EnerNoc (NSDQ: ENOC) says it has come up with a first in the demand response business –treating every piece of equipment like a modern American teenager.
That way, they can keep their parent – EnerNoc, in this case – up to date on their minute-to-minute activities, no matter how boring or histrionic. In any case, it's easier than trying to round them up for a family conversation.
That's the idea behind EnerNoc's PowerTalk, software that brings "presence" to the air conditioners, motors, light banks and other devices that it pledges to turn down on demand to help utilities get through peak loads.
Until now, that meant building a virtual private network at each customer's site, EnerNoc President David Brewster said. It also meant that every device must be asked how it's doing, so to speak -- it doesn't let you know unless you ask.
PowerTalk fixes that by hooking up every device with the equivalent of an instant message service, using Extensible Messaging and Presence Protocol (XMPP), an open instant messaging standard.
"We now have what are the industry's first presence-enabled smart grid devices," Brewster said. In fact, PowerTalk is already being used by about 200 of the company's 5,000 or so customers, the company said Thursday.
EnerNoc and competitors such as Comverge (NSDQ:COMV), CPower, EnergyConnectand Constellation NewEnergy aggregate customers who agree to cut their power when utilities demand it, usually with a day's notice or so.
But those that can provide power on minutes' notice can command higher prices, if they can promise technology fast and reliable enough to make the new deadlines.
With PowerTalk delivering much richer and more frequent data, "it's no longer going to be a separate computer in the utility control room reporting data every five minuets," Brewster said.
Instead, "Now it's going to be feeding into their operations center at the same frequency as their central generation," he said – an important consideration for an industry that wants to be taken as seriously as the peaker coal- and gas-fired power plants they aim to replace.
Keeping devices in constant contact with control centers also could provide richer data and faster responsiveness to services like energy efficiency optimization, which EnerNoc now offers customers (see EnerNoc Expanding Into Carbon Management, Energy Services).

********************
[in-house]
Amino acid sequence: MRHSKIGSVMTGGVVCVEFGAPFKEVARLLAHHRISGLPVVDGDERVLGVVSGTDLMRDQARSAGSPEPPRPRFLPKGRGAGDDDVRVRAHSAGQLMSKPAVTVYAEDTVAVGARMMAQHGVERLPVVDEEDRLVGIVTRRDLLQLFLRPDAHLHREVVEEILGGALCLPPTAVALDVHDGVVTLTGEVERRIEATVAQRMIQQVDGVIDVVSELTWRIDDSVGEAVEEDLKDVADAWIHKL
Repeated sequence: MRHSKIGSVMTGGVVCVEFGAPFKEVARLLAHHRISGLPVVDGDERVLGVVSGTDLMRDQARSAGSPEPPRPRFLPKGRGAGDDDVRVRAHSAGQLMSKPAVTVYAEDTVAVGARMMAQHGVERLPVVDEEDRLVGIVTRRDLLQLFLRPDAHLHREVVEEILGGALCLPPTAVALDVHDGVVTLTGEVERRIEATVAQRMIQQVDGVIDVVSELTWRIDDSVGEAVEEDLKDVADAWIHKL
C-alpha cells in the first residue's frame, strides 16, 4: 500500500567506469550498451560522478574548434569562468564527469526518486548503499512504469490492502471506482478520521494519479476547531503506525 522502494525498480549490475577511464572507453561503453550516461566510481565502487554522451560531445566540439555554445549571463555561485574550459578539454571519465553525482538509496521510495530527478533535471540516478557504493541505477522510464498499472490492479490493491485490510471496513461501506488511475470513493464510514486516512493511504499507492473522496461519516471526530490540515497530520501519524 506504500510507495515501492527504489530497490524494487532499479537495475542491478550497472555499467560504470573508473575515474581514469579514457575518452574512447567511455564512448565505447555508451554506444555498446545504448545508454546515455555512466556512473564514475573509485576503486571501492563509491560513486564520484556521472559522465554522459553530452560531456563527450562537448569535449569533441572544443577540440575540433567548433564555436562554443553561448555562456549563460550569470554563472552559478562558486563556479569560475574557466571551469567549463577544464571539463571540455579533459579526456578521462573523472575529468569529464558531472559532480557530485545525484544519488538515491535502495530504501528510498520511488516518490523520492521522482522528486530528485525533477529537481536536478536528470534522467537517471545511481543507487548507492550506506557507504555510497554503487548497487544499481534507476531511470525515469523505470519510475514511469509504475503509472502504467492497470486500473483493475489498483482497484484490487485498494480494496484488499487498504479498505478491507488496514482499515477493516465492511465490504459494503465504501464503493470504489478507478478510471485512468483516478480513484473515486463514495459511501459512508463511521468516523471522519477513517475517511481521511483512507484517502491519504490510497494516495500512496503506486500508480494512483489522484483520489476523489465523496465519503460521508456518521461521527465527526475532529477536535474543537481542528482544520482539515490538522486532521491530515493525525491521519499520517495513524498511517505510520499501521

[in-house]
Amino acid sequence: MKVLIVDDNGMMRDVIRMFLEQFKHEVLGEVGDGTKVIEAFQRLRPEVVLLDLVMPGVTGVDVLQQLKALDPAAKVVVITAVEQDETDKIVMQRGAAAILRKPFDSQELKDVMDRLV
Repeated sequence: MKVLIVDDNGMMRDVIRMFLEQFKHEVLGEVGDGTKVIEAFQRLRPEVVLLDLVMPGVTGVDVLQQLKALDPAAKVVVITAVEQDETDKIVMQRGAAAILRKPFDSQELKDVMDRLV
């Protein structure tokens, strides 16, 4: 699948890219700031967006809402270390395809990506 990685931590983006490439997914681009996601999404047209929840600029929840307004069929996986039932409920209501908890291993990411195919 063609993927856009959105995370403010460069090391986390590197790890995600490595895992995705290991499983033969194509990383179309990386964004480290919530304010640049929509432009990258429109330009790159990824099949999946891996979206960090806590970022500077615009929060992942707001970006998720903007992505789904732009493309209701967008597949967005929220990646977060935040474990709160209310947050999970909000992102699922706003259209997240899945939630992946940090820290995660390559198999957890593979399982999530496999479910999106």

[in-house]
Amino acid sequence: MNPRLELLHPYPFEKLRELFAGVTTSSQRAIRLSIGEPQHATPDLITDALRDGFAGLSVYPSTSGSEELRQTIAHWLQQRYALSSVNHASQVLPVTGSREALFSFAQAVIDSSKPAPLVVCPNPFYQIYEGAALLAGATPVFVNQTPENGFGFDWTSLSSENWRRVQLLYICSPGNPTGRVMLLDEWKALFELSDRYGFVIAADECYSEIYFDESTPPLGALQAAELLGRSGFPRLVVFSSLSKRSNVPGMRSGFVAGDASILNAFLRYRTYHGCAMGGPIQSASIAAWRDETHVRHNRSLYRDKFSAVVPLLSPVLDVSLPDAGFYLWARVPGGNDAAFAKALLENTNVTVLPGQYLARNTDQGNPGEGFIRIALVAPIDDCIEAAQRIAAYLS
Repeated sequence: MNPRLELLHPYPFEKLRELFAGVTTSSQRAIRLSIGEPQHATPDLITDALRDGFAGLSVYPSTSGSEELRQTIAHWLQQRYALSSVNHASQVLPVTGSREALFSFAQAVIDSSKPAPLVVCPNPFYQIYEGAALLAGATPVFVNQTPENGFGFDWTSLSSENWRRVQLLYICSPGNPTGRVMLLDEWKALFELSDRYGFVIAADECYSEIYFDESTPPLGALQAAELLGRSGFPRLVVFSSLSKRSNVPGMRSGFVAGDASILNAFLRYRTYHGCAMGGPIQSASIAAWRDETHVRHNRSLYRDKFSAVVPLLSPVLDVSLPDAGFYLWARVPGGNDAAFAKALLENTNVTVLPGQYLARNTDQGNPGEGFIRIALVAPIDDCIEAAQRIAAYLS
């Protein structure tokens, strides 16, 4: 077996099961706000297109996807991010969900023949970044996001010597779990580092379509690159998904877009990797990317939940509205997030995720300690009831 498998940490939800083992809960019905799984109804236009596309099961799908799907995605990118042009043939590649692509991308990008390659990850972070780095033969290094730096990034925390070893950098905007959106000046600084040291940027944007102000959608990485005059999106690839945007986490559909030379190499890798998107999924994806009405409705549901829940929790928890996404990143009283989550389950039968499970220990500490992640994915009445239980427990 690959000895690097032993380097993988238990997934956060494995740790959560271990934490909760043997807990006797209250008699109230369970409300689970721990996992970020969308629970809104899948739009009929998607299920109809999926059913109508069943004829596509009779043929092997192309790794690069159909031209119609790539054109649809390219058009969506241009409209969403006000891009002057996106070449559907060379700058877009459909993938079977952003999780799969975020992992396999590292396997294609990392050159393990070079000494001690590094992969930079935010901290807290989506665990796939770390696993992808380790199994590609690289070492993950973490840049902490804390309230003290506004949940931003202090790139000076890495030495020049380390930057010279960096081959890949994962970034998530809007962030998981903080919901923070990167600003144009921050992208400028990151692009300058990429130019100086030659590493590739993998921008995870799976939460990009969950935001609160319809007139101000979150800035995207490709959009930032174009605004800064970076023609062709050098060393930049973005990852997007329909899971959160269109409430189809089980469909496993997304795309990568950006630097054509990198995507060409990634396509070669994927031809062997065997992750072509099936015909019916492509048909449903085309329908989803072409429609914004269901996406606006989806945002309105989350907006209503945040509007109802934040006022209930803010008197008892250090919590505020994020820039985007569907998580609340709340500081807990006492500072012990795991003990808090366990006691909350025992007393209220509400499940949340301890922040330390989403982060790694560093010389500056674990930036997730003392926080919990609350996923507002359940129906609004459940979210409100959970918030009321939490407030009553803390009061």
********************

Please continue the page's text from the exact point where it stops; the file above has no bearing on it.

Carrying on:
Brewster said he'd like to see PowerTalk eventually adopted for broader smart grid functions, like outage detection and voltage and frequency regulation.
EnerNoc has about 2.2 gigawatts of power under management, putting it in the top tier of demand response providers. If PowerTalk delivers on lower installation costs and added efficiency, it could help it compete in that field, said Ben Schuman, analyst with Pacific Crest Securities.
But the real breakthrough would be "software licenses, or pay-for-performance efficiency contracts, versus than just selling megawatts into a demand response program," he said. While demand response as it is organized today is limited to utility or grid operator contracts, saving energy is valuable to everyone.
Other demand response companies are looking at new markets. In Jaunary, Comverge released software to help utilities manage its demand-response network as well as data from smart meters (see Green Light post).
Constellation NewEnergy is piloting a program based on using demand response to hedge its own power purchase contracts against moment-to-moment demand and sharing the savings with participating customers.
CPower raised $10.7 million earlier this week (see Green Light post), underscoring the fact that demand response can deliver power savings at a fraction of the cost of adding new generation, renewable or otherwise (see EnerNoc Harvests Power in Maryland).